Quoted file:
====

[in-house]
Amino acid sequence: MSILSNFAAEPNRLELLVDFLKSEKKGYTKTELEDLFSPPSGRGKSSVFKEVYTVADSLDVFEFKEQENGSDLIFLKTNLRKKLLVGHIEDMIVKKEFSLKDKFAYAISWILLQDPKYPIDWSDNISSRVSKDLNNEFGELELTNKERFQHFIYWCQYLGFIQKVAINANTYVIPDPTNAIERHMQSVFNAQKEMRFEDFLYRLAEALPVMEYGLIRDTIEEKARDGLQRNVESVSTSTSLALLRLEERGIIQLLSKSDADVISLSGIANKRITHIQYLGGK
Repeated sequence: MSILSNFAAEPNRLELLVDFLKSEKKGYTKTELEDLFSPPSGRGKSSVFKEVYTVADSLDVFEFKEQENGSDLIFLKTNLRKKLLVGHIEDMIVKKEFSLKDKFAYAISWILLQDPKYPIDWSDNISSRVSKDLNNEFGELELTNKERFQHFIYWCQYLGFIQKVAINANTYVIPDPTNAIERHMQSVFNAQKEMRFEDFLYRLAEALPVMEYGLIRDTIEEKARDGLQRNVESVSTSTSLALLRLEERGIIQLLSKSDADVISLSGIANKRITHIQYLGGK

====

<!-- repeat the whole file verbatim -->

[in-house]
Amino acid sequence: MSILSNFAAEPNRLELLVDFLKSEKKGYTKTELEDLFSPPSGRGKSSVFKEVYTVADSLDVFEFKEQENGSDLIFLKTNLRKKLLVGHIEDMIVKKEFSLKDKFAYAISWILLQDPKYPIDWSDNISSRVSKDLNNEFGELELTNKERFQHFIYWCQYLGFIQKVAINANTYVIPDPTNAIERHMQSVFNAQKEMRFEDFLYRLAEALPVMEYGLIRDTIEEKARDGLQRNVESVSTSTSLALLRLEERGIIQLLSKSDADVISLSGIANKRITHIQYLGGK
Repeated sequence: MSILSNFAAEPNRLELLVDFLKSEKKGYTKTELEDLFSPPSGRGKSSVFKEVYTVADSLDVFEFKEQENGSDLIFLKTNLRKKLLVGHIEDMIVKKEFSLKDKFAYAISWILLQDPKYPIDWSDNISSRVSKDLNNEFGELELTNKERFQHFIYWCQYLGFIQKVAINANTYVIPDPTNAIERHMQSVFNAQKEMRFEDFLYRLAEALPVMEYGLIRDTIEEKARDGLQRNVESVSTSTSLALLRLEERGIIQLLSKSDADVISLSGIANKRITHIQYLGGK